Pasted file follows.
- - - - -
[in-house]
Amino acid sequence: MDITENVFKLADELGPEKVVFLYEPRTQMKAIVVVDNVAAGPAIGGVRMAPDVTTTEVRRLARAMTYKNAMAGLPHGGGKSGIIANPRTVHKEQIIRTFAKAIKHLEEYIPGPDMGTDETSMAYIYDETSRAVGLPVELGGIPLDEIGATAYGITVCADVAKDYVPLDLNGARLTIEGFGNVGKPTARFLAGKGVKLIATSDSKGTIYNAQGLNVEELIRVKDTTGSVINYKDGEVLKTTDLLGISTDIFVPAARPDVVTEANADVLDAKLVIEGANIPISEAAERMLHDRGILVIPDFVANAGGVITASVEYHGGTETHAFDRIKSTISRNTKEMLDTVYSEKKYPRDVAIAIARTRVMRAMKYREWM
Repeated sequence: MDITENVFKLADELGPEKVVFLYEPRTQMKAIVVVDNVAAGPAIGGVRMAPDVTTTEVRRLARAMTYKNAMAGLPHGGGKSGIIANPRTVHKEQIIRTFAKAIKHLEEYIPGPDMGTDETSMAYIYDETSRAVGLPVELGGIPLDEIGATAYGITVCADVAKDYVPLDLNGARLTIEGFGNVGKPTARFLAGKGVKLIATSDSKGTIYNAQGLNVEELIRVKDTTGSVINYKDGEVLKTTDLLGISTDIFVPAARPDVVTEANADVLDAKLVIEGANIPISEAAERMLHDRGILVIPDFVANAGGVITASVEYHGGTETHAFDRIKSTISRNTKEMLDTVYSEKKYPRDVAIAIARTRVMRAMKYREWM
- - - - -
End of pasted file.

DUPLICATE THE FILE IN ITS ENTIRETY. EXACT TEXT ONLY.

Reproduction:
[in-house]
Amino acid sequence: MDITENVFKLADELGPEKVVFLYEPRTQMKAIVVVDNVAAGPAIGGVRMAPDVTTTEVRRLARAMTYKNAMAGLPHGGGKSGIIANPRTVHKEQIIRTFAKAIKHLEEYIPGPDMGTDETSMAYIYDETSRAVGLPVELGGIPLDEIGATAYGITVCADVAKDYVPLDLNGARLTIEGFGNVGKPTARFLAGKGVKLIATSDSKGTIYNAQGLNVEELIRVKDTTGSVINYKDGEVLKTTDLLGISTDIFVPAARPDVVTEANADVLDAKLVIEGANIPISEAAERMLHDRGILVIPDFVANAGGVITASVEYHGGTETHAFDRIKSTISRNTKEMLDTVYSEKKYPRDVAIAIARTRVMRAMKYREWM
Repeated sequence: MDITENVFKLADELGPEKVVFLYEPRTQMKAIVVVDNVAAGPAIGGVRMAPDVTTTEVRRLARAMTYKNAMAGLPHGGGKSGIIANPRTVHKEQIIRTFAKAIKHLEEYIPGPDMGTDETSMAYIYDETSRAVGLPVELGGIPLDEIGATAYGITVCADVAKDYVPLDLNGARLTIEGFGNVGKPTARFLAGKGVKLIATSDSKGTIYNAQGLNVEELIRVKDTTGSVINYKDGEVLKTTDLLGISTDIFVPAARPDVVTEANADVLDAKLVIEGANIPISEAAERMLHDRGILVIPDFVANAGGVITASVEYHGGTETHAFDRIKSTISRNTKEMLDTVYSEKKYPRDVAIAIARTRVMRAMKYREWM